Not very good weather for the latest edition of Dash Cafe, which is my excuse for losing my flyer with the details of the discussants in the storm outside.
The first thing to notice was the audience, with I think rather more girls and gays and rather fewer lads squiring lasses than the normal.
So we had some stills and clips courtesy of Obskura (including Little Vera, which I remembered more as a lorry in the rain), after which Tim Supple tried tom start a discussion of sex and sexuality in the Soviet Union and after, and ran into some resistance especially from Irina Brown, who felt that in the conditions of the Soviet Union sex was part of the web of social and economic relations rather than something on its own. Also the various demographic catastrophes–civil war, gulag, war–that killed more men than women had their effect.
Peter Pomerantsev, somewhat in opposition, felt that sex nowadays was healthily instrumental in Moscow like in Los Angeles, it was the British who had got it all wrong.
As often happens, discussion of sex turned into discussion of the position of women. Olga from Leeds U [apologies!] was keen to point out that there was not and never had been feminism in the Soviet Union (Russia…) in the sense of women acquiring rights for themselves by concerted action. There Bolshevik Revolution had given women the possibility of working for a living and of producing new citizens and receiving support without the need for a man, but that had been a loss for men rather than a gai for women.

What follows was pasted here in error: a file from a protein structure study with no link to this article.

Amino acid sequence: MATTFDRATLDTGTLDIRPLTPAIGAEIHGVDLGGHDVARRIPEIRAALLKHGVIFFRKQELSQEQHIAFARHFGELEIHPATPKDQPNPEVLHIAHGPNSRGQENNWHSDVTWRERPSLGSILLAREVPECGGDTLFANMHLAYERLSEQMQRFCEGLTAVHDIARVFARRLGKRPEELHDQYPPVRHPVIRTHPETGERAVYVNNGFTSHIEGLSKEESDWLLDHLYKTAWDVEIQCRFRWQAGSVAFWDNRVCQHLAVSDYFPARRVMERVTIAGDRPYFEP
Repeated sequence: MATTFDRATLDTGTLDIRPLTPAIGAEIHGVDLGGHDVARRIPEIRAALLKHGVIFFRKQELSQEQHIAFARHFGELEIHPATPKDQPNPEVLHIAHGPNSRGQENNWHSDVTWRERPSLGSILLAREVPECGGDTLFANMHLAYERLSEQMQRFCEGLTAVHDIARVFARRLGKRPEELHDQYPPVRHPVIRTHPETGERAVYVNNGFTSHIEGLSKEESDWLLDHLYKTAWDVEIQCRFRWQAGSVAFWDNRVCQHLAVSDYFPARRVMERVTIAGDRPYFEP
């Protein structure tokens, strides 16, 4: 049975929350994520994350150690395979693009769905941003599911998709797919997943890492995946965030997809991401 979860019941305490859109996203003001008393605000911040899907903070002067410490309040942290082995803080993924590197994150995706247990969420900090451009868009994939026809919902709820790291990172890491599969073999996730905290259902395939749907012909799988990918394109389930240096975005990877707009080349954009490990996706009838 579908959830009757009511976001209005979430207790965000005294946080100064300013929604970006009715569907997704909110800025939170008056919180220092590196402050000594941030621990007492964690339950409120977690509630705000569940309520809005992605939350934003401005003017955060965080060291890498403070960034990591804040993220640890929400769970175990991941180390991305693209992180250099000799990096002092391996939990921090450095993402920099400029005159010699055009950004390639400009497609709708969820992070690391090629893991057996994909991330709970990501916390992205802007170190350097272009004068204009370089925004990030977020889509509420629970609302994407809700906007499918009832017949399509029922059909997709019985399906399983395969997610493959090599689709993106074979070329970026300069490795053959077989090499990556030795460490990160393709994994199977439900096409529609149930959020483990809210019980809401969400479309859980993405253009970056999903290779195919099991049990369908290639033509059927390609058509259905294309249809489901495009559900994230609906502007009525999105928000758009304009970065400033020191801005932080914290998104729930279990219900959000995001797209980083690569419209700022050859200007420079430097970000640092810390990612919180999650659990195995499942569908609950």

That led to some discussion of damaged masculinity compensated by exaggerated machismo–Putin barechested on a bear–and linked with fear of anal rape in prison or the Army, becoming the lowest of the low as a passive homosexual.
Peter Pomerantsev was keen to point out that Putin’s culture war with the LGBT community as represented by Pussy Riot, and on a State-run TV channel near you, hadn’t helped his popularity but of course annexing Crimea had done the trick. I think that Susan Larsen made the same point about the culture wars lacking traction.
Somebody–it may have been Irina Brown–made the point about needing to have bee married by the age of 20 if you wanted to be anybody as a woman. A female speaker from the floor had a story about sharing a flat in Moscow with another (male) English student and when she went away for the weekend a local girl moved in on him, but she didn’t mind because the native girl did the shopping and the cooking and the cleaning.
Men of course never needed to be liberated from domestic labour because they’d never done any…
At the end, sad agreement on the self-mutilation of a society and a people, something magnificent going to waste.